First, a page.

The tax reform plan Donald Trump announced yesterday (pdf) is a dream for many of his wealthy Republican backers. It will likely let them keep millions of dollars away from the Treasury by eliminating the alternative minimum tax (which essentially prevents rich people from claiming too many tax breaks) and the estate tax, while slashing the rates rate paid by corporations and by the richest individuals.
It’s not going to work out so well for two other crucial constituencies, however: GOP deficit hawks and Trump’s millions of working-class voters.
How is the administration dealing with the displeasure of these groups? Well, as the New Yorker’s Ryan Lizza points out, by straight-up lying:
In his big announcement speech, Trump framed the reform as “pro-growth, pro-jobs, pro-worker, pro-family.” He mentioned “workers” or “working” people 18 times. “Jobs” came up 20 times.
So desperate is the White House to convince the public that this isn’t a tax cut for the rich that the plan contains an “explicit commitment that tax reform will protect low-income and middle-income households, not the wealthy and well-connected,” Trump said, adding that the wealthy “can call me all they want. It’s not going to help. I’m doing the right thing, and it’s not good for me. Believe me”
Chief economic adviser Gary Cohn was wheeled out to double-down on the line. “The wealthy are not getting a tax cut under our plan,” he told ABC.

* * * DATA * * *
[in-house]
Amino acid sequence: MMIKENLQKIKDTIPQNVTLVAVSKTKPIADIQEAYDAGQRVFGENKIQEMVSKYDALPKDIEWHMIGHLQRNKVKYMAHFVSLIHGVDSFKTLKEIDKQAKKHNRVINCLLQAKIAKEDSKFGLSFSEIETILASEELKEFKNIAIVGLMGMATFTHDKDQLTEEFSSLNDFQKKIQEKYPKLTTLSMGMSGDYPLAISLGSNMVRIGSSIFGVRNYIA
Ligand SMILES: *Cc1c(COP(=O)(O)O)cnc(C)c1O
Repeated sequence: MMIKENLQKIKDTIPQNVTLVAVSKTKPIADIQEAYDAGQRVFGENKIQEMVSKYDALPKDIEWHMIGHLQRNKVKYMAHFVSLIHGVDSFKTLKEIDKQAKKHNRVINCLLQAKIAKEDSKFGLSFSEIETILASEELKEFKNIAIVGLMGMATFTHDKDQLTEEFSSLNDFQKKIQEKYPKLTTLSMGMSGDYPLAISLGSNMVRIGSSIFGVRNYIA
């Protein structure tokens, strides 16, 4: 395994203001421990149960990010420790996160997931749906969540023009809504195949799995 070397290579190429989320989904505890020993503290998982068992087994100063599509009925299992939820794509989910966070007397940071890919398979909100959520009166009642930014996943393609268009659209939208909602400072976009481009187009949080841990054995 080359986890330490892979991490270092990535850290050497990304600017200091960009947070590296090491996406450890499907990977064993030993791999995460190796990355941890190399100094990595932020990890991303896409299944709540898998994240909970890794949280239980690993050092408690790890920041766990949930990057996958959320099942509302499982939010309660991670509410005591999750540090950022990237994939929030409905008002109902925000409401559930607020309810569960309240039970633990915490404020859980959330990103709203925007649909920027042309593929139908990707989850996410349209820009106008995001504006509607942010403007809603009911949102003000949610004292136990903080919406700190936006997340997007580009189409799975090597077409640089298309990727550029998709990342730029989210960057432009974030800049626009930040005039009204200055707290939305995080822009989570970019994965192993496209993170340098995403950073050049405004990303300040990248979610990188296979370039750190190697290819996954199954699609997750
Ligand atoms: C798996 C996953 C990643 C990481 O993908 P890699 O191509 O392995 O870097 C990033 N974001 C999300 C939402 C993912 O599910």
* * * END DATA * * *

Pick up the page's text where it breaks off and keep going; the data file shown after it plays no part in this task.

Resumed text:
That’s simply not true. “This is a huge tax cut for the top 1 percent,” Leonard Burman, director of the non-partisan Urban-Brookings Tax Policy Center, told Bloomberg. “Impossible to square with the president’s rhetoric.” Or, as New York University law professor Lily Batchelder, deputy director of the National Economic Council under Obama, told the New York Times (paywall): “In broad brush strokes, they’re doing nothing for the bottom 35 percent, they’re doing very little and possibly raising taxes on the middle class, and they’ve specified tax cuts for the wealthy.”
Equally false is Trump’s claim that the plan isn’t good for him. Details of his 2005 tax return leaked in March showed he would have saved up to $31.3 million if it weren’t for the alternative minimum tax—which his plan aims to abolish. Meanwhile, nixing the estate tax would one day mean a much prettier inheritance for his offspring.
The administration is being slightly less brazen in pushing its line that the cuts will be revenue-neutral, i.e., won’t increase the budget deficit. Trump only obliquely referred to growing the economy in his speech, but nonetheless said earlier in the week, “it’ll be revenue neutral when you add growth…I think we’re going to rock it in terms of GDP.”
Even conservatives are raising their eyebrows at that claim. The right-wing National Review began a piece titled “An Anti-Growth Tax Cut” with the line: “Republicans want to cut taxes by $1.5 trillion—while the government already is running a deficit—and they propose to offset those cuts with wishful thinking.”
The bipartisan fiscal hawks at the Committee for a Responsible Federal Budget think tank say the plan will add $2.2 trillion to the federal debt.
Howard Gleckman, a senior fellow at the Tax Policy Center, agrees: “It is implausible that this plan would permanently boost the economy. Trillions of dollars in lost revenue would add to the federal debt, raise interest rates, and make it more costly for businesses to invest,” he wrote.
Since the White House pushed consistently for a health-care bill that was deeply unpopular even with Trump voters, chances are it doesn’t care how much the public likes the tax reform bill either. The big question, though, is whether it can get hawkish Republican members of Congress on board. The early signs are that the likes of the hard-right Freedom Caucus, which opposed the health-care reform as not aggressive enough, will not fight this one; the group’s leader, Mark Meadows, is cheering the plan: